This case addressed whether California law protecting peace officer personnel files from disclosure conflicted with prosecutor’s constitutional obligation under Brady v. Maryland (1963) 373 U.S. 83 to disclose to criminal defendants all evidence in their possession favorable to the defense and material on the issue of guilt or punishment. Pursuant to Penal Code 832.7, personnel records and information cannot be disclosed in a criminal proceeding unless the prosecution or defense first files a Pitchess motion, pursuant to Evidence Code sections 1043-45. The Pitchess statutes require the prosecutor or a defendant to file a motion identifying the potential Brady material at issue and showing good cause to obtain information from a peace officer’s personnel records. Upon a showing of good cause, the court then reviews the personnel records at issue and determines what – if anything – must be disclosed.  Johnson held “the prosecution fulfills its Brady obligation if it shares with the defendant any information it has regarding whether the personnel records contain Brady material and then lets the defense determine whether to file a Pitchess motion."  It did not address the obligation to provide a Brady list or Brady tip, nor the legality of providing such information about non-witness officers. 

At issue in ALADS was whether the Sheriff’s Department could disclose to prosecutors the names of deputies who had Brady material in their personnel files without requiring the prosecutors to go through the Pitchess process. The Sheriff’s Department created a Brady list of deputies whose personnel files contained sustained misconduct allegedly involving moral turpitude or other bad acts relevant to impeachment, then proposed to disclose that list to the district attorney and other prosecuting agencies. With that information, prosecutors could then file Pitchess motions to discover the underlying misconduct, or advise the defense of the disclosure, so it could file its own motion. ALADS opposed the proposed policy, on the grounds it violated Penal Code section 832.7, by disclosing personnel records to prosecutors without requiring them to first comply with the Pitchess rules. ALADS sued, seeking an injunction barring the Sheriff’s Department from disclosing to prosecutors its Brady list or any individual on the list to anyone outside the Sheriff’s Department, absent compliance with Pitchess procedures.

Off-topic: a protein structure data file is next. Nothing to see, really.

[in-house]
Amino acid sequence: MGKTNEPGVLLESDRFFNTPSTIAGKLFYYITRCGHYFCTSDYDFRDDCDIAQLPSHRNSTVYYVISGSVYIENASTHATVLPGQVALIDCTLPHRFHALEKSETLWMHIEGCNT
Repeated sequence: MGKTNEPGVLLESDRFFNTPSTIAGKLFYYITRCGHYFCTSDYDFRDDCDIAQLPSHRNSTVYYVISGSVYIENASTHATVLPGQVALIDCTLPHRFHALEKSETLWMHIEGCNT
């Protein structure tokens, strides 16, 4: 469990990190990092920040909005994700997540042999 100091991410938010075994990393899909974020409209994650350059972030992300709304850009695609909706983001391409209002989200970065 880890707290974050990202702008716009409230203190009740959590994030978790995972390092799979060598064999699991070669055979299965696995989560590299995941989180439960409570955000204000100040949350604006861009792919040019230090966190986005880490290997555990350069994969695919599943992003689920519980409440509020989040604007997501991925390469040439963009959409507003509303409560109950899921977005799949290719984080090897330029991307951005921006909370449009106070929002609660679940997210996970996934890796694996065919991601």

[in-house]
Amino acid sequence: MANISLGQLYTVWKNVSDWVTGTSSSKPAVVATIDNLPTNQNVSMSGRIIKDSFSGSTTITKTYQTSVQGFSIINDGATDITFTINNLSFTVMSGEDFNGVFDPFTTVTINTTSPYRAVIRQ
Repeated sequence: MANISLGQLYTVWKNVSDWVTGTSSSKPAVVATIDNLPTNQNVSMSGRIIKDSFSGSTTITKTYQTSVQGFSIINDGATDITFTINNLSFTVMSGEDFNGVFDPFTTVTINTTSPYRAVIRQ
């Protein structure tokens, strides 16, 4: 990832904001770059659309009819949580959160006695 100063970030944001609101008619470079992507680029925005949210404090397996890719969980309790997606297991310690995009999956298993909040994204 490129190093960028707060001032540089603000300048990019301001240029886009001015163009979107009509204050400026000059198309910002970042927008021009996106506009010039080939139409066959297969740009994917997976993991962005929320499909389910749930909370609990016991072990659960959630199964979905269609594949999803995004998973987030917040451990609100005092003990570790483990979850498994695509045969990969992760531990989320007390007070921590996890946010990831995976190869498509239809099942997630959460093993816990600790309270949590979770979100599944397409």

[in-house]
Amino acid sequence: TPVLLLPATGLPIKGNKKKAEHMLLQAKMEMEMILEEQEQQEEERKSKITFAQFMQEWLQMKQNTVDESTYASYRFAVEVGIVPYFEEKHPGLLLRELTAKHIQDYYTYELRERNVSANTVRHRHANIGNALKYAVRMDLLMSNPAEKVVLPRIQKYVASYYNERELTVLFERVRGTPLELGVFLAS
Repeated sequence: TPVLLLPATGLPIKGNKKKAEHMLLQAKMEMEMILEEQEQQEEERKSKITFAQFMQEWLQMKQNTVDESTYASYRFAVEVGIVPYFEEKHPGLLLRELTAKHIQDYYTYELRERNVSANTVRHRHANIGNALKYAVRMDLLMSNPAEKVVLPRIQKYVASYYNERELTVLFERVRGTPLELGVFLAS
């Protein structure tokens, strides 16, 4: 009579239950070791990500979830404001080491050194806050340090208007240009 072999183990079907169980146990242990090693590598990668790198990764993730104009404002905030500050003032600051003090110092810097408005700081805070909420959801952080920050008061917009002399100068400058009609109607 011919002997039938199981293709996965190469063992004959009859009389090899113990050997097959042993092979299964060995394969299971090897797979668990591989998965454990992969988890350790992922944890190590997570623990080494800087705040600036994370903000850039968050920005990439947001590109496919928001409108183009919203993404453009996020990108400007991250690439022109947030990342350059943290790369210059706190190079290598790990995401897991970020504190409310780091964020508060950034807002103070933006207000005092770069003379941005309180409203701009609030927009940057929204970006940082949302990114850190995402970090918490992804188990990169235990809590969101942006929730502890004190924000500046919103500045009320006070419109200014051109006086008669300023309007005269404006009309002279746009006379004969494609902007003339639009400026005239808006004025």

The trial court partially granted the injunction ALADS sought, barring the Sheriff’s Department from disclosing the list to prosecutors. However, the trial court authorized the Department to disclose to prosecutors the identity of individual officers on the Brady list, without complying with Pitchess, so long as any disclosed deputy was also a potential witness in a criminal case. ALADS appealed the decision, arguing Penal Code 832.7 did not allow the Sheriff’s Department to disclose the fact that a deputy was on the Brady list absent compliance with Pitchess, even when that deputy was a potential witness in a criminal case.

The appellate court sided with ALADS. The court noted that Penal Code 832.7(a) protects not only personnel records, but “all information obtained from those records.” According to the court, the fact that a deputy had an administratively founded allegation of misconduct was information from his or her personnel records, and was thus protected from disclosure absent compliance with the Pitchess procedure.  Because the information was covered by Penal Code 832.7, the Sheriff’s Department could not disclose it to prosecutors.

This case will impact law enforcement agencies statewide. It prohibits law enforcement agencies from providing Brady lists to prosecutors, and prevents them from disclosing the identity of individuals on such lists absent a court order compelling such disclosure.  Supreme Court review is a distinct possible.

Wednesday, July 19, 2017

David E. Mastagni Spars with Senator John Moorlach During Committee Hearing on Peace Officer PERB Jurisdiction

Mastagni Holstedt partner David E. Mastagni testified before the Senate Public Employment and Retirement Committee on Monday, July 10, 2017 regarding A.B. 530.

A.B. 530 is a PORAC supported bill introduced by Assemblymember Jim Cooper (D-Elk Grove), a retired sheriff's captain, that allows peace officers to file unfair practice charges at PERB.  This important bill clarifies existing conflicts regarding peace officer jurisdiction to pursue unfair practice charges and avoid the duplicative files required under current law for mixed units and charges affecting both the union and individual peace officers.

During his testimony, Mr. Mastagni and California State Senator John Moorlach from Orange County engaged in a spirited exchange over the efficacy of the bill.